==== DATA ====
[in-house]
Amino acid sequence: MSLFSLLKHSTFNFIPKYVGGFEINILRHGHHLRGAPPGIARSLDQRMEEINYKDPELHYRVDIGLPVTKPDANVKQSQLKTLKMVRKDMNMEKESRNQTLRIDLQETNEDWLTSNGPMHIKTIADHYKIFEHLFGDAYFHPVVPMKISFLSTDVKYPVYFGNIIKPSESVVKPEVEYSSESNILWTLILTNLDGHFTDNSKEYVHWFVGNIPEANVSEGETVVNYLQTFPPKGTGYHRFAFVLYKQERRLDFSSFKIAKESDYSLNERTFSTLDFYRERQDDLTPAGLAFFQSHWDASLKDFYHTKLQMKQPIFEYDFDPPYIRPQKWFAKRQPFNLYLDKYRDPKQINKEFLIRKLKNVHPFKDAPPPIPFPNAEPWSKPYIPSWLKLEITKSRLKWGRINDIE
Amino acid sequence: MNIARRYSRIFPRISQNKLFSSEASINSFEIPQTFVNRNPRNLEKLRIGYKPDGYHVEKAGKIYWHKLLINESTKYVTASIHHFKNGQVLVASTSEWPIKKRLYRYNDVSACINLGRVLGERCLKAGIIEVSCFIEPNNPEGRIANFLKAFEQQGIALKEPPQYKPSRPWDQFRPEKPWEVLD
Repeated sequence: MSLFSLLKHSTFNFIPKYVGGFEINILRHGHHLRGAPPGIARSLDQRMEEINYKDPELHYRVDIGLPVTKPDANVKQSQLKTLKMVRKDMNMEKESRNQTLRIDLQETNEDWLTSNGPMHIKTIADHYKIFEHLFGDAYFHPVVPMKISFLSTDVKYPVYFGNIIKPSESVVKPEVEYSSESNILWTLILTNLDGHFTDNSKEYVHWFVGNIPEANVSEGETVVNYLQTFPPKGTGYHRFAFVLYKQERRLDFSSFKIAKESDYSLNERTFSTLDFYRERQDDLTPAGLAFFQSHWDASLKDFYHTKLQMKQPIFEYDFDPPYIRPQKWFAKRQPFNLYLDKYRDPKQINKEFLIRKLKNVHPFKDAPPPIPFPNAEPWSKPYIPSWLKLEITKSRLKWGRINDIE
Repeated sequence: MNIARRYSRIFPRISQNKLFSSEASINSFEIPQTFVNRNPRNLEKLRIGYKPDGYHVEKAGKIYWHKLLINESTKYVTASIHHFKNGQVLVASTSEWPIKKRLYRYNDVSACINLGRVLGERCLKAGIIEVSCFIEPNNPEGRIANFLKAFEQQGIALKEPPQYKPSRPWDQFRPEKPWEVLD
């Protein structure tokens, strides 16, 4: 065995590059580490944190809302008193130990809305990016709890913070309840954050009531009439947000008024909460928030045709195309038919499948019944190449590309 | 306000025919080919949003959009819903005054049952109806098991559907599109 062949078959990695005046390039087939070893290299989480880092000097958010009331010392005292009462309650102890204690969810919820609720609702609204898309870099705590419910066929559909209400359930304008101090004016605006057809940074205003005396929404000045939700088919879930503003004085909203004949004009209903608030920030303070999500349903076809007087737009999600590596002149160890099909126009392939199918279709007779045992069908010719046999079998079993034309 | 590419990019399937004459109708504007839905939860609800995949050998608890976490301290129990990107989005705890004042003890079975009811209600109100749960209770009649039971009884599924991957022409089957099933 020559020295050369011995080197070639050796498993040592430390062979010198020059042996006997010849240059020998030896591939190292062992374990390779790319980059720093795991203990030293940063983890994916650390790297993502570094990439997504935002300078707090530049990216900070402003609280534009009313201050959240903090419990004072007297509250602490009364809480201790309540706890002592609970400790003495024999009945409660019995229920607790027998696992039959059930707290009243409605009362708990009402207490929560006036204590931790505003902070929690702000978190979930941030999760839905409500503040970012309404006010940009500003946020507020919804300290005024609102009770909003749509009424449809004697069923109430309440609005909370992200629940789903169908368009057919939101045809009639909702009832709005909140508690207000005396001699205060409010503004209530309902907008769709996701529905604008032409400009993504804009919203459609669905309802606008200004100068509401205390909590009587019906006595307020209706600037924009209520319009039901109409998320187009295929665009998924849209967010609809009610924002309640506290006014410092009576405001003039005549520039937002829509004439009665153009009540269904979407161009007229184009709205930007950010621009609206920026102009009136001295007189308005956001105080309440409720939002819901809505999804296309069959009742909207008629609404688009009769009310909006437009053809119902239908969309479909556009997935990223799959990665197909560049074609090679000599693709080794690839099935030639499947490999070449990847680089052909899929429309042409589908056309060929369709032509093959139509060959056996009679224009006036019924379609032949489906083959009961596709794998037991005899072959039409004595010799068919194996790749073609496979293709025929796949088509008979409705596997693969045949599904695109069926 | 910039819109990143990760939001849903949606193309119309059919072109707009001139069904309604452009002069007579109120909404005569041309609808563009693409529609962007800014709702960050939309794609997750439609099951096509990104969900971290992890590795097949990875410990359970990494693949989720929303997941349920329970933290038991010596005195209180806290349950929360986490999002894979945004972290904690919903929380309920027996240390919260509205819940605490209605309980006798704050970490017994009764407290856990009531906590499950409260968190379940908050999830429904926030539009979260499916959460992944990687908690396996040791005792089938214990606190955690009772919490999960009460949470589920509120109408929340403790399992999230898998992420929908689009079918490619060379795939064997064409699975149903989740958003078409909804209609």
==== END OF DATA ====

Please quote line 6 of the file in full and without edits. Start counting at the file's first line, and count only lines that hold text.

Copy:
């Protein structure tokens, strides 16, 4: 065995590059580490944190809302008193130990809305990016709890913070309840954050009531009439947000008024909460928030045709195309038919499948019944190449590309 | 306000025919080919949003959009819903005054049952109806098991559907599109 062949078959990695005046390039087939070893290299989480880092000097958010009331010392005292009462309650102890204690969810919820609720609702609204898309870099705590419910066929559909209400359930304008101090004016605006057809940074205003005396929404000045939700088919879930503003004085909203004949004009209903608030920030303070999500349903076809007087737009999600590596002149160890099909126009392939199918279709007779045992069908010719046999079998079993034309 | 590419990019399937004459109708504007839905939860609800995949050998608890976490301290129990990107989005705890004042003890079975009811209600109100749960209770009649039971009884599924991957022409089957099933 020559020295050369011995080197070639050796498993040592430390062979010198020059042996006997010849240059020998030896591939190292062992374990390779790319980059720093795991203990030293940063983890994916650390790297993502570094990439997504935002300078707090530049990216900070402003609280534009009313201050959240903090419990004072007297509250602490009364809480201790309540706890002592609970400790003495024999009945409660019995229920607790027998696992039959059930707290009243409605009362708990009402207490929560006036204590931790505003902070929690702000978190979930941030999760839905409500503040970012309404006010940009500003946020507020919804300290005024609102009770909003749509009424449809004697069923109430309440609005909370992200629940789903169908368009057919939101045809009639909702009832709005909140508690207000005396001699205060409010503004209530309902907008769709996701529905604008032409400009993504804009919203459609669905309802606008200004100068509401205390909590009587019906006595307020209706600037924009209520319009039901109409998320187009295929665009998924849209967010609809009610924002309640506290006014410092009576405001003039005549520039937002829509004439009665153009009540269904979407161009007229184009709205930007950010621009609206920026102009009136001295007189308005956001105080309440409720939002819901809505999804296309069959009742909207008629609404688009009769009310909006437009053809119902239908969309479909556009997935990223799959990665197909560049074609090679000599693709080794690839099935030639499947490999070449990847680089052909899929429309042409589908056309060929369709032509093959139509060959056996009679224009006036019924379609032949489906083959009961596709794998037991005899072959039409004595010799068919194996790749073609496979293709025929796949088509008979409705596997693969045949599904695109069926 | 910039819109990143990760939001849903949606193309119309059919072109707009001139069904309604452009002069007579109120909404005569041309609808563009693409529609962007800014709702960050939309794609997750439609099951096509990104969900971290992890590795097949990875410990359970990494693949989720929303997941349920329970933290038991010596005195209180806290349950929360986490999002894979945004972290904690919903929380309920027996240390919260509205819940605490209605309980006798704050970490017994009764407290856990009531906590499950409260968190379940908050999830429904926030539009979260499916959460992944990687908690396996040791005792089938214990606190955690009772919490999960009460949470589920509120109408929340403790399992999230898998992420929908689009079918490619060379795939064997064409699975149903989740958003078409909804209609």